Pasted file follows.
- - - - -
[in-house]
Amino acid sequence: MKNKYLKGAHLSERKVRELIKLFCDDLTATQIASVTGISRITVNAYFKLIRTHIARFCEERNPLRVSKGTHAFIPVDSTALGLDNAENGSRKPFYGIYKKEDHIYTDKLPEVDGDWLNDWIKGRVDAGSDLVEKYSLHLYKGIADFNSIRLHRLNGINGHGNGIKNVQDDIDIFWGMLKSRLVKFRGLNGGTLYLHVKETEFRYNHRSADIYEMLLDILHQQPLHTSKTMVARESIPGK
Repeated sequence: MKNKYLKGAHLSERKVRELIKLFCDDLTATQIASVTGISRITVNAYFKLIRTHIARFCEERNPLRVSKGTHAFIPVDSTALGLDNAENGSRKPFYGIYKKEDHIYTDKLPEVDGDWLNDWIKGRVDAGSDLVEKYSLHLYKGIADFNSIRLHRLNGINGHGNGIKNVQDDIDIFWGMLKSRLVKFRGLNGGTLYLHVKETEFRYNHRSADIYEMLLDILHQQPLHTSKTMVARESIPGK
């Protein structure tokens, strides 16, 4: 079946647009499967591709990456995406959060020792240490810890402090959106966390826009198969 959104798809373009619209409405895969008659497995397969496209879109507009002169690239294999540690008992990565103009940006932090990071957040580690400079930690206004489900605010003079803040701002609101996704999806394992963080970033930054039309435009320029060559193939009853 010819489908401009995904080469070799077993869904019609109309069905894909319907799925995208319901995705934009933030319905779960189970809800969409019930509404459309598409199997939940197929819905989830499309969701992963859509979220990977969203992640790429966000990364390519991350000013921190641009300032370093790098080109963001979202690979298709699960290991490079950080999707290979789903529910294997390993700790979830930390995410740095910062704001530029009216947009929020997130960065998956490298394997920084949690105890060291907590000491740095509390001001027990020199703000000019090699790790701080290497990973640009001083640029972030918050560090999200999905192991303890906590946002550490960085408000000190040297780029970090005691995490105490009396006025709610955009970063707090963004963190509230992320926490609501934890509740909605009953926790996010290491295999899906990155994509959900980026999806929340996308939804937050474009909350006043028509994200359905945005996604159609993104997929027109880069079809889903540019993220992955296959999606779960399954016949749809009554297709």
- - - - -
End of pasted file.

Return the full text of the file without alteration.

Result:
[in-house]
Amino acid sequence: MKNKYLKGAHLSERKVRELIKLFCDDLTATQIASVTGISRITVNAYFKLIRTHIARFCEERNPLRVSKGTHAFIPVDSTALGLDNAENGSRKPFYGIYKKEDHIYTDKLPEVDGDWLNDWIKGRVDAGSDLVEKYSLHLYKGIADFNSIRLHRLNGINGHGNGIKNVQDDIDIFWGMLKSRLVKFRGLNGGTLYLHVKETEFRYNHRSADIYEMLLDILHQQPLHTSKTMVARESIPGK
Repeated sequence: MKNKYLKGAHLSERKVRELIKLFCDDLTATQIASVTGISRITVNAYFKLIRTHIARFCEERNPLRVSKGTHAFIPVDSTALGLDNAENGSRKPFYGIYKKEDHIYTDKLPEVDGDWLNDWIKGRVDAGSDLVEKYSLHLYKGIADFNSIRLHRLNGINGHGNGIKNVQDDIDIFWGMLKSRLVKFRGLNGGTLYLHVKETEFRYNHRSADIYEMLLDILHQQPLHTSKTMVARESIPGK
């Protein structure tokens, strides 16, 4: 079946647009499967591709990456995406959060020792240490810890402090959106966390826009198969 959104798809373009619209409405895969008659497995397969496209879109507009002169690239294999540690008992990565103009940006932090990071957040580690400079930690206004489900605010003079803040701002609101996704999806394992963080970033930054039309435009320029060559193939009853 010819489908401009995904080469070799077993869904019609109309069905894909319907799925995208319901995705934009933030319905779960189970809800969409019930509404459309598409199997939940197929819905989830499309969701992963859509979220990977969203992640790429966000990364390519991350000013921190641009300032370093790098080109963001979202690979298709699960290991490079950080999707290979789903529910294997390993700790979830930390995410740095910062704001530029009216947009929020997130960065998956490298394997920084949690105890060291907590000491740095509390001001027990020199703000000019090699790790701080290497990973640009001083640029972030918050560090999200999905192991303890906590946002550490960085408000000190040297780029970090005691995490105490009396006025709610955009970063707090963004963190509230992320926490609501934890509740909605009953926790996010290491295999899906990155994509959900980026999806929340996308939804937050474009909350006043028509994200359905945005996604159609993104997929027109880069079809889903540019993220992955296959999606779960399954016949749809009554297709």